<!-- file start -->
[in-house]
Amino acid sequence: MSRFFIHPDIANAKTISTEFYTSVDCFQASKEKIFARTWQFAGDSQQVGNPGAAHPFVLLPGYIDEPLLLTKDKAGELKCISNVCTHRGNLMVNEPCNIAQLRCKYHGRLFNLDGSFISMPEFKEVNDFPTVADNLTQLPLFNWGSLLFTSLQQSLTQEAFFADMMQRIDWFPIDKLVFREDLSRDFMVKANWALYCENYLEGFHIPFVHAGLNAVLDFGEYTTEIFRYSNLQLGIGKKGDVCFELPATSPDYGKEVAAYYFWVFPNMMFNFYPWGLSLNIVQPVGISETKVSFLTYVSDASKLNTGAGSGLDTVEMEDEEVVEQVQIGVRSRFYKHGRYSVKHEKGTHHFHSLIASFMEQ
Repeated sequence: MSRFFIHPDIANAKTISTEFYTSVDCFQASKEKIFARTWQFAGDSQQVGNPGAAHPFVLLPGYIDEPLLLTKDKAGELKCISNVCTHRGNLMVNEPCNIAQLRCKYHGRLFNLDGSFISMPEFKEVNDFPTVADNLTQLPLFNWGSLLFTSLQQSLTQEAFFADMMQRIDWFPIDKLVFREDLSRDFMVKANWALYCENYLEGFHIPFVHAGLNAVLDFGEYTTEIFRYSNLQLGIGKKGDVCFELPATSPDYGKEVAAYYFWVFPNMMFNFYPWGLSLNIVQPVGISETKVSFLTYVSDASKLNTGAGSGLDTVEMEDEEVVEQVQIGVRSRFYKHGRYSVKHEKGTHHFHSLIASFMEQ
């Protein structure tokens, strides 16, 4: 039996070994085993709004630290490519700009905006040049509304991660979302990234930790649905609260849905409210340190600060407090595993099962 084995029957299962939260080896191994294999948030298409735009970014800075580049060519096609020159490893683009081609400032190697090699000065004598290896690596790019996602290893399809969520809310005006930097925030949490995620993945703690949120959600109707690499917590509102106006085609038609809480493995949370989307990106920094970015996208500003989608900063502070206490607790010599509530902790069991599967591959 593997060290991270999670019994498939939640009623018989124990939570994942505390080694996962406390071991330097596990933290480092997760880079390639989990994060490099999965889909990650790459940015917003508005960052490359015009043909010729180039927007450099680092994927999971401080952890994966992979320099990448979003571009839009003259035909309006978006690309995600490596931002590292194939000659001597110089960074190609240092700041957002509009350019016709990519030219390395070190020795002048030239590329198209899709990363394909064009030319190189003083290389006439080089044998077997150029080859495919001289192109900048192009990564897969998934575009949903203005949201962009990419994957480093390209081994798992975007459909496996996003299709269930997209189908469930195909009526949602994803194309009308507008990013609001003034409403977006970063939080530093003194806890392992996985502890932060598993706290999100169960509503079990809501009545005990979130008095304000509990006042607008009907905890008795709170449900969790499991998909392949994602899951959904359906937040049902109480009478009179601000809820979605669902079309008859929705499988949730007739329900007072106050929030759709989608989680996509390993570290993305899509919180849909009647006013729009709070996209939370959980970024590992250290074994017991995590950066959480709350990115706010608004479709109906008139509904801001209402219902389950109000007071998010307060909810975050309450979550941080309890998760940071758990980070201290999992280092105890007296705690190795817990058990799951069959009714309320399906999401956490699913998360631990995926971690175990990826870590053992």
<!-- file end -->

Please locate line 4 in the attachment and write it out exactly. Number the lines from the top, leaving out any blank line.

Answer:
């Protein structure tokens, strides 16, 4: 039996070994085993709004630290490519700009905006040049509304991660979302990234930790649905609260849905409210340190600060407090595993099962 084995029957299962939260080896191994294999948030298409735009970014800075580049060519096609020159490893683009081609400032190697090699000065004598290896690596790019996602290893399809969520809310005006930097925030949490995620993945703690949120959600109707690499917590509102106006085609038609809480493995949370989307990106920094970015996208500003989608900063502070206490607790010599509530902790069991599967591959 593997060290991270999670019994498939939640009623018989124990939570994942505390080694996962406390071991330097596990933290480092997760880079390639989990994060490099999965889909990650790459940015917003508005960052490359015009043909010729180039927007450099680092994927999971401080952890994966992979320099990448979003571009839009003259035909309006978006690309995600490596931002590292194939000659001597110089960074190609240092700041957002509009350019016709990519030219390395070190020795002048030239590329198209899709990363394909064009030319190189003083290389006439080089044998077997150029080859495919001289192109900048192009990564897969998934575009949903203005949201962009990419994957480093390209081994798992975007459909496996996003299709269930997209189908469930195909009526949602994803194309009308507008990013609001003034409403977006970063939080530093003194806890392992996985502890932060598993706290999100169960509503079990809501009545005990979130008095304000509990006042607008009907905890008795709170449900969790499991998909392949994602899951959904359906937040049902109480009478009179601000809820979605669902079309008859929705499988949730007739329900007072106050929030759709989608989680996509390993570290993305899509919180849909009647006013729009709070996209939370959980970024590992250290074994017991995590950066959480709350990115706010608004479709109906008139509904801001209402219902389950109000007071998010307060909810975050309450979550941080309890998760940071758990980070201290999992280092105890007296705690190795817990058990799951069959009714309320399906999401956490699913998360631990995926971690175990990826870590053992």